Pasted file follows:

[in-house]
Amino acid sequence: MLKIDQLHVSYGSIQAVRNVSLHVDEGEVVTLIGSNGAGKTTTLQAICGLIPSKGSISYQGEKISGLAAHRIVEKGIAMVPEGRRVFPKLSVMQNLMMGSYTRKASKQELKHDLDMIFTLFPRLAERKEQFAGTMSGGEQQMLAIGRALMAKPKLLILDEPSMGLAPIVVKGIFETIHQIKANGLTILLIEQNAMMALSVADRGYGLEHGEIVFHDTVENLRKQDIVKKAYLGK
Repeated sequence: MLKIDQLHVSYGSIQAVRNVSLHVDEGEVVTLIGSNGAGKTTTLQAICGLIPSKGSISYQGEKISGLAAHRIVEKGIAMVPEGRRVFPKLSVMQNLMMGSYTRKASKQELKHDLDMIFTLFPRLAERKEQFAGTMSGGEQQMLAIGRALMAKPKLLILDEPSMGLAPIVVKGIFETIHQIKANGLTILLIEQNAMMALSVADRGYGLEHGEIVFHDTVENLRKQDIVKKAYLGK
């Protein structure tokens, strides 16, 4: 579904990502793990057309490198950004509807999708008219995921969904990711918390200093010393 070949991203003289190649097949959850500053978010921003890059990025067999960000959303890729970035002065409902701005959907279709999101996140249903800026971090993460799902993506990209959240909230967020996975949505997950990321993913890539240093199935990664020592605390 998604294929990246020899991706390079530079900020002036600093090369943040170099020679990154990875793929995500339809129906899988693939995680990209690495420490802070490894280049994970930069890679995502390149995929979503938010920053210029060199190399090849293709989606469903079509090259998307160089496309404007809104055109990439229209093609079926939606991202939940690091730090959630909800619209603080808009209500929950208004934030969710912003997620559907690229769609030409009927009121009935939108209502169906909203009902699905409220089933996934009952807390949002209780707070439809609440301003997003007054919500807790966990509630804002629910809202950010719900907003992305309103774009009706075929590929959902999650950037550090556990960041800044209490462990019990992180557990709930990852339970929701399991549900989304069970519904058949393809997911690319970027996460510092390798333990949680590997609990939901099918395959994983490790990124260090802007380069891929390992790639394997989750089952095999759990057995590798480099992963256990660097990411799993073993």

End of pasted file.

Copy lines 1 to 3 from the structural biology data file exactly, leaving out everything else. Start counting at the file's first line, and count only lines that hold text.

[in-house]
Amino acid sequence: MLKIDQLHVSYGSIQAVRNVSLHVDEGEVVTLIGSNGAGKTTTLQAICGLIPSKGSISYQGEKISGLAAHRIVEKGIAMVPEGRRVFPKLSVMQNLMMGSYTRKASKQELKHDLDMIFTLFPRLAERKEQFAGTMSGGEQQMLAIGRALMAKPKLLILDEPSMGLAPIVVKGIFETIHQIKANGLTILLIEQNAMMALSVADRGYGLEHGEIVFHDTVENLRKQDIVKKAYLGK
Repeated sequence: MLKIDQLHVSYGSIQAVRNVSLHVDEGEVVTLIGSNGAGKTTTLQAICGLIPSKGSISYQGEKISGLAAHRIVEKGIAMVPEGRRVFPKLSVMQNLMMGSYTRKASKQELKHDLDMIFTLFPRLAERKEQFAGTMSGGEQQMLAIGRALMAKPKLLILDEPSMGLAPIVVKGIFETIHQIKANGLTILLIEQNAMMALSVADRGYGLEHGEIVFHDTVENLRKQDIVKKAYLGK